Tutorial: Docker volumes

We will be upgrading to Docker 1.13 (now 17.03.01) on March 28, 2017, which means you will have to ensure directories exist before mounting them as volumes to avoid errors. See more about why Docker 1.13 will impact this.

To follow this tutorial on your own computer, please install the jet CLI locally first.

What Are Docker Volumes?

Volumes are directories on the host that your containers can read from and write to during your CI/CD process. Because every step of your CI/CD process on Codeship runs on a separate set of containers, the ability to persist and pass along data with volumes enables you to create efficient and flexible container-based workflows without having to rely on pre-compiled assets or data.

Volumes let your containers work together without needing to tightly couple them or build out any direct communication between them. This is a great way to keep your containers efficient, and volumes solve a lot of problems in a Docker-based architecture.

There are two primary ways to use Docker volumes in your CI/CD process with Codeship.

Configuration #1: Passing Data Between Containers

You can mount volumes in your containers and allow other containers to access the volume without persisting the data between steps. In this configuration, the volume (along with the rest of your containers) will be re-build at the beginning of each new step. (Learn more about steps.)

It’s important to note that with this setup, data will be available between containers but will not persist when the current step finishes and the next step begins.

To mount a volume to share data between your containers, first you need to open up your codeship-service.yml and specify a directory using the volumes directive on one of your services:

data:
  image: busybox
  volumes:
    - /artifacts

Then, for your remaining services that require access to the volume, you will use the volumes_from directive in your other service definitions and specify which service you are mounting the volume from (i.e. the one specified with your volumes directive.)

myapp:
  image: busybox
  volumes_from:
    - data

We have a downloadable example of this set up here.

Configuration #2: Passing Data Between Steps

The second setup solves the problem of persisting data between steps in your CI/CD process. Since every step runs on a separate set of containers, date produced in one step is not usually available to a later step - but by mounting a volume on the host (rather than in your container) you can persist data throughout your entire build.

To mount a volume on the host, open your codeship-services.yml file and map a host directory to your container directory:

data:
  image: busybox
  volumes:
    - ./tmp/artifacts:/artifacts

On all other services that need to access this data, you can use either the volumes_from directive as explained in the previous example or simply provide the exact same volumes directive (with the host:container mapping) on all services that require access to your volume.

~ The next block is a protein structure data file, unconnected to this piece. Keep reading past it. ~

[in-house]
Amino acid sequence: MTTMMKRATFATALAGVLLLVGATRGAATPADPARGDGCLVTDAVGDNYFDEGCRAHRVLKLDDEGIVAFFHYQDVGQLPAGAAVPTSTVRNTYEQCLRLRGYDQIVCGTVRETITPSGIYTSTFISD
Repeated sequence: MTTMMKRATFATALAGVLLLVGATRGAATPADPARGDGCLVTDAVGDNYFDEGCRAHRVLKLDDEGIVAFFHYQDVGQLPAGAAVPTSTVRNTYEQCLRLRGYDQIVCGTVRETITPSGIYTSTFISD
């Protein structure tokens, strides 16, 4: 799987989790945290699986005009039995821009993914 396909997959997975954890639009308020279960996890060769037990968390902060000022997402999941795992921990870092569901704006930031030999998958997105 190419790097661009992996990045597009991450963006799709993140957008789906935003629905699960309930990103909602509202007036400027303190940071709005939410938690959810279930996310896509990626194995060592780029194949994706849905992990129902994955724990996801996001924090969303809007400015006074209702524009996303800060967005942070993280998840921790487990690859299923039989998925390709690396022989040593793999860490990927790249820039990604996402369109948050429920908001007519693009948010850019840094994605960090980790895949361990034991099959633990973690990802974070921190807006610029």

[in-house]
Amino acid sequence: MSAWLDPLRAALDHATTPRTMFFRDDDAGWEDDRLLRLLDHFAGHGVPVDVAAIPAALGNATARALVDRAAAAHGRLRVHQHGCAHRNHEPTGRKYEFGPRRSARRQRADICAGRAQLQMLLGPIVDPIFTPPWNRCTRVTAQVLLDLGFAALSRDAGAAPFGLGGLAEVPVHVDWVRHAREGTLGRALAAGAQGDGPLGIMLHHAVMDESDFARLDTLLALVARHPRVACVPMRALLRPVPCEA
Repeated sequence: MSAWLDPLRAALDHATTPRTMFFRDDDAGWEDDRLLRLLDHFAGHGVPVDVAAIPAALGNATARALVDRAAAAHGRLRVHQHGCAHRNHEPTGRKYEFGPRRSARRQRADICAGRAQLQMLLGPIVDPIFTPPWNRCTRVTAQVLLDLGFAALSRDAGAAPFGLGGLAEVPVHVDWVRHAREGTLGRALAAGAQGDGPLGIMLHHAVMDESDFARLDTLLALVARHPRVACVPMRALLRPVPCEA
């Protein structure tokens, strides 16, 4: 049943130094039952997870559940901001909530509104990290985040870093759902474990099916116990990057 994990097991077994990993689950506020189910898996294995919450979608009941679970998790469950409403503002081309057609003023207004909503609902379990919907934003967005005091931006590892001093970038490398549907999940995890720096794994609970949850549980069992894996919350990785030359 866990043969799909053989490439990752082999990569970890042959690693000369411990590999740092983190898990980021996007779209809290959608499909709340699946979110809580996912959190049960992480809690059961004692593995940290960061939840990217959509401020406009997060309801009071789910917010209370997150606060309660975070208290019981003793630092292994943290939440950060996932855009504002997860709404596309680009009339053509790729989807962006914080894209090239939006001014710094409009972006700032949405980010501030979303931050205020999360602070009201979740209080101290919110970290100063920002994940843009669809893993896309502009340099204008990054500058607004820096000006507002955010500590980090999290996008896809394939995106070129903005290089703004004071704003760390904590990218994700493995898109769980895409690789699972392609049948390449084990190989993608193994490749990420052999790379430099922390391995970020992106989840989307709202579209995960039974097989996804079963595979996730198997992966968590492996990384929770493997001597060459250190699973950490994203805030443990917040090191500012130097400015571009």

We have a downloadable example of this set up here

Important notes

  1. Volumes are mounted at run time, not at build time. During build time, the host directory is available but the directory mounted into the container is not. The inverse is true during run time. This means that if you were using the code snippet shown above, you would reference tmp/artifacts in your Dockerfile when running an ADD or a COPY command since those commands are running in the build context, but if you were accessing the volume from a step in your codeship-steps.yml file, then you would reference the mounted /artifacts directory instead since the host directory would be unavailable in the run context.
  2. As the hosts are ephemeral, you should not rely on existence of certain directories. Always make sure that you’re mounting volumes from a directory relative to where your repo is checked out.
  3. When mounting volumes, ensure the directory you’re attempting to mount already exists. The simplest way to do that is to add the required directory to your repository. Docker version 1.12 and earlier automatically created missing directories, but this behaviour have been removed in later versions.

Common Use Cases

Volumes solve several common problems, including:

  • Using a file in a shared volume as a “health check” to look for service availability or completion

  • Passing credentials between steps or services

  • Creating compiled assets and artifacts via one service to be deployed or pushed to an image registry from another service

  • Avoiding re-work between steps (such as not re-creating test data multiple times.)

More Information

  • https://docs.docker.com/engine/reference/builder/#volume

  • https://docs.docker.com/compose/compose-file/#volumes-volume-driver

  • https://docs.docker.com/engine/userguide/containers/dockervolumes/

Need More Help?

Get in touch if you need more help, or post on Stack Overflow using the tag #Codeship.